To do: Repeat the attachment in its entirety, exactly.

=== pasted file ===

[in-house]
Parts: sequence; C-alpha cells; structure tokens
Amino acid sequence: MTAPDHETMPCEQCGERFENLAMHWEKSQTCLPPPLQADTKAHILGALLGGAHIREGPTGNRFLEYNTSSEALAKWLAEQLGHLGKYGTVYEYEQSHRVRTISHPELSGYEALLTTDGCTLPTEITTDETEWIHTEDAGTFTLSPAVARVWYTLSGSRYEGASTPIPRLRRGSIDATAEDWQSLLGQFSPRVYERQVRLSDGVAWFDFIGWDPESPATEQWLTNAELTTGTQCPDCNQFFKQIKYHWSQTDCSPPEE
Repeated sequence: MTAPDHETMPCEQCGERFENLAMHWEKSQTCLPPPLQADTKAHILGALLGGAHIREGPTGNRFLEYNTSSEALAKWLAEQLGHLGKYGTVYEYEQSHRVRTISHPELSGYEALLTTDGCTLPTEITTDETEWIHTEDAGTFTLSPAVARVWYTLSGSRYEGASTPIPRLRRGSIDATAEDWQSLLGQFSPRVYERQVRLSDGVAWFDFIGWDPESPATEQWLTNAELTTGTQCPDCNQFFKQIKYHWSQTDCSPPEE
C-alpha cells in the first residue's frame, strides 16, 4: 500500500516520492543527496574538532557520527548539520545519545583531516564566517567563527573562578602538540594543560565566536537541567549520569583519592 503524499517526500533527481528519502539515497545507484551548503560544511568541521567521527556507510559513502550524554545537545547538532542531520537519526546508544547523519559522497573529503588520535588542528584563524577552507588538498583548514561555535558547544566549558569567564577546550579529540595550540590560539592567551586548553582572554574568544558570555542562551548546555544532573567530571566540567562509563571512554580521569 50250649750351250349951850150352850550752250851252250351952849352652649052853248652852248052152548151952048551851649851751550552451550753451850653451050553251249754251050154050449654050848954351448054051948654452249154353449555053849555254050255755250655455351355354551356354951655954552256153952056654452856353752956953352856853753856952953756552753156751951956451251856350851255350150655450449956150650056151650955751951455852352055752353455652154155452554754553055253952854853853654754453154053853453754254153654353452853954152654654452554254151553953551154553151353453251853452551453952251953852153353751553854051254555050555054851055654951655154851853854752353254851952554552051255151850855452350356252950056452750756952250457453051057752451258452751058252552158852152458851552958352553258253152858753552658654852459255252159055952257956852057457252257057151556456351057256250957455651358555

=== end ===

[in-house]
Parts: sequence; C-alpha cells; structure tokens
Amino acid sequence: MTAPDHETMPCEQCGERFENLAMHWEKSQTCLPPPLQADTKAHILGALLGGAHIREGPTGNRFLEYNTSSEALAKWLAEQLGHLGKYGTVYEYEQSHRVRTISHPELSGYEALLTTDGCTLPTEITTDETEWIHTEDAGTFTLSPAVARVWYTLSGSRYEGASTPIPRLRRGSIDATAEDWQSLLGQFSPRVYERQVRLSDGVAWFDFIGWDPESPATEQWLTNAELTTGTQCPDCNQFFKQIKYHWSQTDCSPPEE
Repeated sequence: MTAPDHETMPCEQCGERFENLAMHWEKSQTCLPPPLQADTKAHILGALLGGAHIREGPTGNRFLEYNTSSEALAKWLAEQLGHLGKYGTVYEYEQSHRVRTISHPELSGYEALLTTDGCTLPTEITTDETEWIHTEDAGTFTLSPAVARVWYTLSGSRYEGASTPIPRLRRGSIDATAEDWQSLLGQFSPRVYERQVRLSDGVAWFDFIGWDPESPATEQWLTNAELTTGTQCPDCNQFFKQIKYHWSQTDCSPPEE
C-alpha cells in the first residue's frame, strides 16, 4: 500500500516520492543527496574538532557520527548539520545519545583531516564566517567563527573562578602538540594543560565566536537541567549520569583519592 503524499517526500533527481528519502539515497545507484551548503560544511568541521567521527556507510559513502550524554545537545547538532542531520537519526546508544547523519559522497573529503588520535588542528584563524577552507588538498583548514561555535558547544566549558569567564577546550579529540595550540590560539592567551586548553582572554574568544558570555542562551548546555544532573567530571566540567562509563571512554580521569 50250649750351250349951850150352850550752250851252250351952849352652649052853248652852248052152548151952048551851649851751550552451550753451850653451050553251249754251050154050449654050848954351448054051948654452249154353449555053849555254050255755250655455351355354551356354951655954552256153952056654452856353752956953352856853753856952953756552753156751951956451251856350851255350150655450449956150650056151650955751951455852352055752353455652154155452554754553055253952854853853654754453154053853453754254153654353452853954152654654452554254151553953551154553151353453251853452551453952251953852153353751553854051254555050555054851055654951655154851853854752353254851952554552051255151850855452350356252950056452750756952250457453051057752451258452751058252552158852152458851552958352553258253152858753552658654852459255252159055952257956852057457252257057151556456351057256250957455651358555